On Wasting Time, Profitably

Yesterday I played approximately 43 games of Spider Solitaire.  I hate the 4 pack version, because I never win, so I play the 2 pack version.  I came out maybe half a dozen times, but sometimes I didn’t even bother to finish the game.  I just played two or three hands, then Minimised, then started another game, then Minimised, and then at bedtime I switched the computer off and all the unfinished games were swept away like litter in the Queen’s bedroom. 

This was a dreadful waste of my time. I used to play Freecell, till I deleted it from my computer; but Spider Solitaire has me even more firmly in its grip. The trouble is, I don’t even enjoy it. I take no pleasure in ‘winning’.  It’s a really dumb game, in my view.  But it’s something to do in order to avoid doing something useful. 

This is an occupational hazard for writers.  We’re always looking for reasons to avoid work. Some writers, I gather, hoover and tidy up to avoid working.  This is an endearing habit, though I do feel, in all honesty, and in a spirit of due decorum and respect, that such people are STUPID! I mean!!!  If you’re tidying up, you’re not wasting time, you’re doing something useful.  And if you’re going to be doing something useful, you might as well be writing.

This is why my study is a place of squalor, full of empty cardboard boxes that used to hold typing paper, and scripts, and boxing gloves (!?) and, oddly enough, now I come to look around,  several teddy bears and a yellow haired doll. (Where did they come from?)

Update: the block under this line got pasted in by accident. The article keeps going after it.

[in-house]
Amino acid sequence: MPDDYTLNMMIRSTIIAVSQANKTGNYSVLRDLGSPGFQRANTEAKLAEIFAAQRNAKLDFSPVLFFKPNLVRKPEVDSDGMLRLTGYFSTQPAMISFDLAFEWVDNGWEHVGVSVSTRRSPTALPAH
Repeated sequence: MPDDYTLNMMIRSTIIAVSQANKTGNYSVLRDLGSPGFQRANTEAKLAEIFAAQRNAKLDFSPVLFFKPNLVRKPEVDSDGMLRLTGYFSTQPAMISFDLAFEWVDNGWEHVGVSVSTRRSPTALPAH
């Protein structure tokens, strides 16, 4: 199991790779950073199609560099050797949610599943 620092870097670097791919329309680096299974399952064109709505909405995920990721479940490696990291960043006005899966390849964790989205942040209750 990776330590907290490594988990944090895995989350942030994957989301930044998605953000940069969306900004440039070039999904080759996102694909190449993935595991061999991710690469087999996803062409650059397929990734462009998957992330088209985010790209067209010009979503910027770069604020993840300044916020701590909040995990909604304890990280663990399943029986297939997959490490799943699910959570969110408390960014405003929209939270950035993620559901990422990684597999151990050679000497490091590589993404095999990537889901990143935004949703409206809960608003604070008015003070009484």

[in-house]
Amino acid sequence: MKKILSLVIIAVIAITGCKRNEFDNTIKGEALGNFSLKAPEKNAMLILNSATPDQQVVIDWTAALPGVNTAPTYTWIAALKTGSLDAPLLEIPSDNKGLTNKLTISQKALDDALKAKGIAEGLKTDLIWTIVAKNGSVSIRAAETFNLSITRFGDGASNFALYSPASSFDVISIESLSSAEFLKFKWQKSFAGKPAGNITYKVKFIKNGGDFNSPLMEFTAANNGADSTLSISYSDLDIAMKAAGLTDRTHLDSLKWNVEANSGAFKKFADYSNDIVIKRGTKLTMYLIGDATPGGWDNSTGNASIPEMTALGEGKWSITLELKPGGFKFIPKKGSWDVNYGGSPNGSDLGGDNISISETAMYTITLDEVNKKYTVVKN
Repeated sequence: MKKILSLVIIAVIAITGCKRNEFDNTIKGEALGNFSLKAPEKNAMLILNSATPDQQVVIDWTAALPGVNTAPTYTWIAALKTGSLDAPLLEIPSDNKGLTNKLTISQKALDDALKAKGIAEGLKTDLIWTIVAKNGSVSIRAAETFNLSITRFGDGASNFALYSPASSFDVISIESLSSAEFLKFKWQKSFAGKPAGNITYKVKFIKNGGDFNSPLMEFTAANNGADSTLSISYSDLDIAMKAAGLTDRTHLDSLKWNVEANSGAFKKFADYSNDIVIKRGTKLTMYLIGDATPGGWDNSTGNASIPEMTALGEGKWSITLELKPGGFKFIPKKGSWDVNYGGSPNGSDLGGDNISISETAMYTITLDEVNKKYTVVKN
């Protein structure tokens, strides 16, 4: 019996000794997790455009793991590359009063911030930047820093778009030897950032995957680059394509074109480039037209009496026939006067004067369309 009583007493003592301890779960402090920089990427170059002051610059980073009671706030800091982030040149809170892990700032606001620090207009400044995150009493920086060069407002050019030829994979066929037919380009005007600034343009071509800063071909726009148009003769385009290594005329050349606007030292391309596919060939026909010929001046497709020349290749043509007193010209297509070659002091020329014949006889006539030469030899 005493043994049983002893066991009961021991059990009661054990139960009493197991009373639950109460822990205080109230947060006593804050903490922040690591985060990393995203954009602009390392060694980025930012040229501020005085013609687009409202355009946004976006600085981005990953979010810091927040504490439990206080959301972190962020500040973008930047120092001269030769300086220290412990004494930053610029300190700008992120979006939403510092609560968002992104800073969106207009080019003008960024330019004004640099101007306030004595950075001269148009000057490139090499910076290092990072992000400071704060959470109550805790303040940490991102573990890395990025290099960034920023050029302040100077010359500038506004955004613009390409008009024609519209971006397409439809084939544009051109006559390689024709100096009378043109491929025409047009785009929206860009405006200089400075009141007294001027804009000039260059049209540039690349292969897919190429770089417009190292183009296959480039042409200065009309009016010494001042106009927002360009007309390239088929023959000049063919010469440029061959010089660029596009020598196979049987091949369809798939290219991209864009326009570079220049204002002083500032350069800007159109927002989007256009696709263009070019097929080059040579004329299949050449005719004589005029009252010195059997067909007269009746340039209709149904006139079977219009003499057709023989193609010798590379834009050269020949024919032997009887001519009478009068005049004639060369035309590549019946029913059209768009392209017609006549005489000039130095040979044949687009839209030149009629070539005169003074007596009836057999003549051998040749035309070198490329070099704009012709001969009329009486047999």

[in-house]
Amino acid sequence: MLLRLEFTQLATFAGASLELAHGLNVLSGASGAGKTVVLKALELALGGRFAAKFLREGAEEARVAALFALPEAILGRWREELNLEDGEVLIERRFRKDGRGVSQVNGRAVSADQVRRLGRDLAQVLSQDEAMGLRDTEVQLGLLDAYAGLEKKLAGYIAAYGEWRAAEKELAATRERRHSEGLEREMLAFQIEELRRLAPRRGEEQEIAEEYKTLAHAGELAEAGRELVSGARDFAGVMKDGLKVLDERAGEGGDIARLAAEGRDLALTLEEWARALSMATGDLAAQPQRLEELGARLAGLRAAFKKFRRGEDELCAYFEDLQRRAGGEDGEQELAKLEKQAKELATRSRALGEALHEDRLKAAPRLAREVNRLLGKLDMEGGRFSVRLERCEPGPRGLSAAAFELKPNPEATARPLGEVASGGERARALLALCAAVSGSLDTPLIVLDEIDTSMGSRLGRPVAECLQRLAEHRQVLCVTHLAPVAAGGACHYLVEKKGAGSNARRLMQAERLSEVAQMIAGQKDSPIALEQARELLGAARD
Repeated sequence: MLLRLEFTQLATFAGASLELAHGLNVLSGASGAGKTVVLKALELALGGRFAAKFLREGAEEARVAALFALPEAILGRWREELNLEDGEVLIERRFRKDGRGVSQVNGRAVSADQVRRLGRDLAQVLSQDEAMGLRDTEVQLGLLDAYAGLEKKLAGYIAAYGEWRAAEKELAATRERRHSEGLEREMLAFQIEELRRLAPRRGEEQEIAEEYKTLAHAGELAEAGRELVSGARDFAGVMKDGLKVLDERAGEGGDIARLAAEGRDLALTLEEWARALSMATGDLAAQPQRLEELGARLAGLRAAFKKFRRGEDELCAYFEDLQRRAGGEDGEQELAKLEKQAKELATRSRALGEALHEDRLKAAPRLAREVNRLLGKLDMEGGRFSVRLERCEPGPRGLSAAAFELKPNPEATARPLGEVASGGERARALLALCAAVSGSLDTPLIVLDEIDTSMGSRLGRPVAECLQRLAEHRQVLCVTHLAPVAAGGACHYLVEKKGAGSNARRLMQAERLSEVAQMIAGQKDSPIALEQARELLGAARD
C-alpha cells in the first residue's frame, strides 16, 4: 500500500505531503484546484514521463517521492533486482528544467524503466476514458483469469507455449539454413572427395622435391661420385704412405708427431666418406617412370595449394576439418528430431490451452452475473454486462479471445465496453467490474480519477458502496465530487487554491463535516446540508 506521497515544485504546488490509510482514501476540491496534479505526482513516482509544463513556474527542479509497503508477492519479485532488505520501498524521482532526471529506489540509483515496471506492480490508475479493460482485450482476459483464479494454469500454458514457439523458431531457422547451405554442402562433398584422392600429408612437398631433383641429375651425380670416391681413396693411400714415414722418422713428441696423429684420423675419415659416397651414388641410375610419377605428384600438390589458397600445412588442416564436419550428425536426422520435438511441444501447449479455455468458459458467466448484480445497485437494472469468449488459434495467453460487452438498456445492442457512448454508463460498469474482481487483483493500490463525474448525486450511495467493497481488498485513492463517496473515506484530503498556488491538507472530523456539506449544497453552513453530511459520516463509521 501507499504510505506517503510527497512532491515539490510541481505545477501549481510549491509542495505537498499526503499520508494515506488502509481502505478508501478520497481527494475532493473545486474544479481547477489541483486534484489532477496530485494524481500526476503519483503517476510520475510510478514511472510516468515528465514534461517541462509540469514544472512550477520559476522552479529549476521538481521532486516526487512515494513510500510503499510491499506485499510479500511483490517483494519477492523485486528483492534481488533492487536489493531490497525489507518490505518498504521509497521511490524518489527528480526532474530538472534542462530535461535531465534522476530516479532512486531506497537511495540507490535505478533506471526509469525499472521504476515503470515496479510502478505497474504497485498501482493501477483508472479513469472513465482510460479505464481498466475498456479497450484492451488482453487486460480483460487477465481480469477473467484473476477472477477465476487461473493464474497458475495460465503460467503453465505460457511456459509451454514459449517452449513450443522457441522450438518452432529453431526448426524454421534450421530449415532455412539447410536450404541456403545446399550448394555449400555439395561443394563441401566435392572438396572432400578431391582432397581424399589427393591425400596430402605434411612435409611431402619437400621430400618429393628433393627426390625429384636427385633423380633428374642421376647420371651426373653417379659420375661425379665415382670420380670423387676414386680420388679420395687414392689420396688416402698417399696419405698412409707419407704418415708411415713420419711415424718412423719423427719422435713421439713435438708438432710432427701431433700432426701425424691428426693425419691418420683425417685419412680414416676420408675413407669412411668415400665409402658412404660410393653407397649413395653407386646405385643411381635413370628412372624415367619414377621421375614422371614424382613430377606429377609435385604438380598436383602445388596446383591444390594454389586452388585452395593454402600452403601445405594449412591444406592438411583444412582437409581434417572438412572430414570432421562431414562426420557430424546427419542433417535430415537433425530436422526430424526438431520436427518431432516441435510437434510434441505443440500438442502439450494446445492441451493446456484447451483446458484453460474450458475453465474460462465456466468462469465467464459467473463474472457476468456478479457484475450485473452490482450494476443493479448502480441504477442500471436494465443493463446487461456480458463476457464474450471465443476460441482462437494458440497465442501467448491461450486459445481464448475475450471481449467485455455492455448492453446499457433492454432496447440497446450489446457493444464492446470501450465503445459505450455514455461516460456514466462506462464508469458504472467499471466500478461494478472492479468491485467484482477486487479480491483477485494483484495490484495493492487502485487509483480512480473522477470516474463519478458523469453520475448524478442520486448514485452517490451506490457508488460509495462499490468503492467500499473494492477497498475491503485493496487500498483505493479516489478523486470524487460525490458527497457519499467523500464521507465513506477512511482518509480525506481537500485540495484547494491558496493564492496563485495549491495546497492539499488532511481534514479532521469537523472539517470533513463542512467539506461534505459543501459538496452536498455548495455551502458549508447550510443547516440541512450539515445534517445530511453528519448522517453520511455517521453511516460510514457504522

At one stage,  to avoid wasting so much time, I bought a keyboard and spent my ‘time-wasting-time’ learning to play piano, badly.  Those were the good old days, before Spider Solitaire, and before I started clicking Send/Receive on my Outlook Express every three seconds, for minutes at a time, just to be able to catch any emails in mid-flight. Click. Click. Click. Clic

But I have a potential cure for my timewastingitis, which I recently stumbled across while researching science sites for previous blogs.  I came across a site called Astronomy Picture of the Day, which I’ve now added to my links. There it is – just to the right of me, on the blogroll – just start at John Jarrold, scroll up past Fictionbitch, and you’ll find it under ‘A’.  And it’s a great way of wasting time!  Every morning I click on the site, and see the photo of the day (today it’s a bizarre time-delay photo of the moon from the South Pole.)  Every photograph has a text, and the text is full of links to other photos and articles.  Yesterday I read a detailed account of red-shift of which I understood not one word, but at least I wasn’t playing Spider Solitaire.

The reason for reading the science sites was to explore (for a future blog, I hope) the role of science in science fiction.  In particular, I’m interested in the difference between ‘hard’ SF and so-called ‘soft’ SF.  What actually is the difference?  Is it to do with how many facts about science the novel contains? Or is it a philosophical distinction, a question of style and approach? Is The Man in the High Castle soft or hard SF?  Alternative universes are a staple idea of hard SF, both now and when the book was written; but does it count if the novel doesn’t cite its sources?

Anyway, that’s a meditation for another day.  But in the first instance, my Science jag has prompted me to find a great way of killing those long, dreary, bored moments in between sentences and words of the commissioned work in progress.  Instead of doing anything useful, I can just look at photographs, and marvel, and click links, and marvel a bit more, and click, marvel, click, marvel, click, until my agent finally phones me up and tells me to get off my arse and do some proper work….

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